Pinworm Symptoms

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In some cases, individuals that become infected with pinworms will not experience any symptoms while others will experience mild to moderate symptoms. The most common pinworm symptom is itching around the anus. The itching becomes more intense at night when the female pinworm lays her eggs on the skin of infected person. Pinworms rarely cause symptoms in other areas in the region such as the vagina or urinary tract. If they do, which is extremely rare, any irritation will go away on it’s own along with the pinworms. They just can’t survive in these areas.

Because pinworms can be seen with the naked eye, they are easy to detect. They are most active at night, so this is the best time to look for them. Pinworms can also be seen on the outside of the infected person’s stool. Fortunately, there are several effective treatments for pinworms. According to MedicineHealth:

“Albendazole (Albenza) is the most common treatment for pinworms. Treatment is a single tablet, which kills the worms. There are different strengths for adults and children younger than 2 years. To lessen the chance of reinfection, the infected person will have to take a second dose two weeks after treatment. Pinworm eggs can survive for a few weeks. Other treatments such as Mebendazole (Vermox) and pyrantel pamoate (Pin-Rid, Pin-X) also work. They are also taken in a single dose and repeated 2 weeks later.”

There are several things that must be done after treatment (and beyond) to prevent reinfection. The treated individual should:

  • Avoid biting the fingernails.
  • Clean and vacuum play areas. Continue this practice indefinitely.
  • Get into the habit of thoroughly washing the hands after using the bathroom, before and after eating, and before preparing food.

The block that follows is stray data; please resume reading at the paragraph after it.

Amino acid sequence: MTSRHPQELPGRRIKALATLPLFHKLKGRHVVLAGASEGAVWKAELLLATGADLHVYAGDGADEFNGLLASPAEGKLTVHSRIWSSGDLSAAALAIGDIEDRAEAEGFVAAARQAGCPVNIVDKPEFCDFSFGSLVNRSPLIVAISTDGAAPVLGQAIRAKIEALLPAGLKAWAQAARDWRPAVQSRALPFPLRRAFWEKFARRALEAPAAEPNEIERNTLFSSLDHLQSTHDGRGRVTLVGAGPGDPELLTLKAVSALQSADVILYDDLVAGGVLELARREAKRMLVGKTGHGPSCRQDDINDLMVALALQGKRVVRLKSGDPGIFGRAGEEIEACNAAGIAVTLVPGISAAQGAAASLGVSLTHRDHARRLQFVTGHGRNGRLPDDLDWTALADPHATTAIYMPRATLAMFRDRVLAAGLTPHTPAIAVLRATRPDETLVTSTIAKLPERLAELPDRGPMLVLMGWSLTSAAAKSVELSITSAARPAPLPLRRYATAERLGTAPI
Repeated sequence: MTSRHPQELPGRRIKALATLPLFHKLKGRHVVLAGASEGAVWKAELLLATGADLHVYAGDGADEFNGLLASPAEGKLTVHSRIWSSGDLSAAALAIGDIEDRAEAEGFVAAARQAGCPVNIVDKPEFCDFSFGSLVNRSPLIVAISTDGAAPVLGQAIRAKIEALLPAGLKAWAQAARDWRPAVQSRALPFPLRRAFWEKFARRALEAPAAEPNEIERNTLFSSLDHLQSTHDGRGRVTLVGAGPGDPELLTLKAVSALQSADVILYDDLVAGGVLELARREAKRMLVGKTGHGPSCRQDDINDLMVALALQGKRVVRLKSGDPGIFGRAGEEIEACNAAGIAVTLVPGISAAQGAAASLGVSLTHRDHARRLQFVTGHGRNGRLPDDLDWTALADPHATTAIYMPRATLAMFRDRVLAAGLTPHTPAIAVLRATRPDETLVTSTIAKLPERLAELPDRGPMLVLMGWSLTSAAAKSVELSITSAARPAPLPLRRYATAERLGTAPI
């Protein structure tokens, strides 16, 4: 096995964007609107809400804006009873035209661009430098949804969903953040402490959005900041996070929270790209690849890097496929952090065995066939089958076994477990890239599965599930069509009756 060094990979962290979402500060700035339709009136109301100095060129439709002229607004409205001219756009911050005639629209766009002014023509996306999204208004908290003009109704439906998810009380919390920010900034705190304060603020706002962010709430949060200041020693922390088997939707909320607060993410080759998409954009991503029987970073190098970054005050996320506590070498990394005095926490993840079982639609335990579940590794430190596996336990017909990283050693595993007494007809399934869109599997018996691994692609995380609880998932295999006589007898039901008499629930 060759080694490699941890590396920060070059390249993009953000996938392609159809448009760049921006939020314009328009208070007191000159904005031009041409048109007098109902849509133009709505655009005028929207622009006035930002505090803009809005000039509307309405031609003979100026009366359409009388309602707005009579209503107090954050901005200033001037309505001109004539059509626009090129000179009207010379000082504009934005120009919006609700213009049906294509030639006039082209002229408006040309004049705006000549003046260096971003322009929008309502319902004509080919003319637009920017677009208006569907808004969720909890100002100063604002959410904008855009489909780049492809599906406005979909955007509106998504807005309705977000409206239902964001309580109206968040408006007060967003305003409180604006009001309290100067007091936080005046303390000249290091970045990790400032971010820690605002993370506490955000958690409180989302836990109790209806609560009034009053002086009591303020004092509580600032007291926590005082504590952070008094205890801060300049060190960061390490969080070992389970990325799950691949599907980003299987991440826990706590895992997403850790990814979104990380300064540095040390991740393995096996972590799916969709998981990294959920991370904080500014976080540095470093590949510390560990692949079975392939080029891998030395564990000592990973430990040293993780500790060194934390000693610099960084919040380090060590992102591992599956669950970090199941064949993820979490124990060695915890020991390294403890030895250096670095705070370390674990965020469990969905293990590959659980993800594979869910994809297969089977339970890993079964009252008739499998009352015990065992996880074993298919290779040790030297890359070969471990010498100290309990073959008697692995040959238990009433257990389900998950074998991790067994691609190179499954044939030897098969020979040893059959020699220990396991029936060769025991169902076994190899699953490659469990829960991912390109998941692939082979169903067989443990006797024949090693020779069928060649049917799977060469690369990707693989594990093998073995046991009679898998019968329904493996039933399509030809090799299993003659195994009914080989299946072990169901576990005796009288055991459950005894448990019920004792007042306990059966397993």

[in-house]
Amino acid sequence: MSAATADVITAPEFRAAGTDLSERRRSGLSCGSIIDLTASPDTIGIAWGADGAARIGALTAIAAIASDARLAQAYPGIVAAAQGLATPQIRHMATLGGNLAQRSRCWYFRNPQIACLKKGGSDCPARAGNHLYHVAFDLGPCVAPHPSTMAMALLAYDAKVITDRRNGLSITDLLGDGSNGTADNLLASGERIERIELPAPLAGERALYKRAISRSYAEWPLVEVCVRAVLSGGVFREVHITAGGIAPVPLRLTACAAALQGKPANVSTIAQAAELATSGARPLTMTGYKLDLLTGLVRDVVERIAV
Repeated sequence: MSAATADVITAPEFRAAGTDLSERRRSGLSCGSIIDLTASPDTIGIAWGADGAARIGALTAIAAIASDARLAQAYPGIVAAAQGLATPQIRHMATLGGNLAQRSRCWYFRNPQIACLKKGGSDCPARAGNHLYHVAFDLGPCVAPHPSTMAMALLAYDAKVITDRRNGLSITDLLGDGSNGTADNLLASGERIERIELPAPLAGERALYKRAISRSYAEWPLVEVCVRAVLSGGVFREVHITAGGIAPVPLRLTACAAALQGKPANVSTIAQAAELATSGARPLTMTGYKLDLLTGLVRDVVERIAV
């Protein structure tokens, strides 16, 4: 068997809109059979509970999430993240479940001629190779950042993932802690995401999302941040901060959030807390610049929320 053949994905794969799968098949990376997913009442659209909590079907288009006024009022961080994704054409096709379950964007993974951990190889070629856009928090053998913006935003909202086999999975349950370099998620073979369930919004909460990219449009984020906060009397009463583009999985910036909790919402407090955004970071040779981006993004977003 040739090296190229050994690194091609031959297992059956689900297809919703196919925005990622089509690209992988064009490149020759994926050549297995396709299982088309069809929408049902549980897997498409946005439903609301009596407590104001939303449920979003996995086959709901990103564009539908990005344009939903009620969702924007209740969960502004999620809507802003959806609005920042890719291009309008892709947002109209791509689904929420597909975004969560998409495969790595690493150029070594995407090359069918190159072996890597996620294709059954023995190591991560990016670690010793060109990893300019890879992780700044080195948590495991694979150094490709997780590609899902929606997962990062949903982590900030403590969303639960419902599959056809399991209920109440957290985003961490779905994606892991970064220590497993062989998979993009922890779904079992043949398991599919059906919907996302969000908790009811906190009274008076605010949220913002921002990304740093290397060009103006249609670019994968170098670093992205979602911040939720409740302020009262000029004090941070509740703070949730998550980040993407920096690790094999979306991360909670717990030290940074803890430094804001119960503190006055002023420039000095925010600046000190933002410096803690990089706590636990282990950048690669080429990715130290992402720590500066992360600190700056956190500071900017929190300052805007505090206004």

• Launder all bedding every 3-7 days for 3 weeks.
  • Make sure the child or infected person changes his/her underwear daily.
  • Thoroughly wash all bedding, clothing, pajamas, and toys with hot water and soap to destroy any lingering eggs.
  • Wash underwear and pajamas daily for 2 weeks.

If you have been treated for pinworms and you have carefully followed all of the steps listed above and you still become reinfected, do not get discouraged. It is common to become reinfected several months or so after treatment. Simply call your doctor to get started on another round of treatment.

About Pinworms

Pinworms or “pin worms” belong to the family Oxyuridae, order Oxyuroidea, and the phylum Nematoda. The pinworm is classified as Enterobius vermicularis. Threadworms are also classified as Enterobius vermicularis.

Pinworm is the most prevalent parasite infection in the United States and Europe. While it is most commonly found in school-aged children, it can occur in adults as well. Pinworm does not recognize class, race or area, it occurs in rural areas as well as in urban areas. Humans can become infected with pinworm after drinking water or eating food contaminated with pinworm eggs. Pinworm eggs are ovoid on one side and approximately .55 mm x .25 mm in size. The eggs can last for twenty days in most moist environments — even in sewage.

The adult pinworm, which is small, white, and threadlike develops in the body’s large intestine and lays its eggs in the anal region. The female pinworm can lay up to a whopping 15,000 eggs.


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Author: The Top Worm

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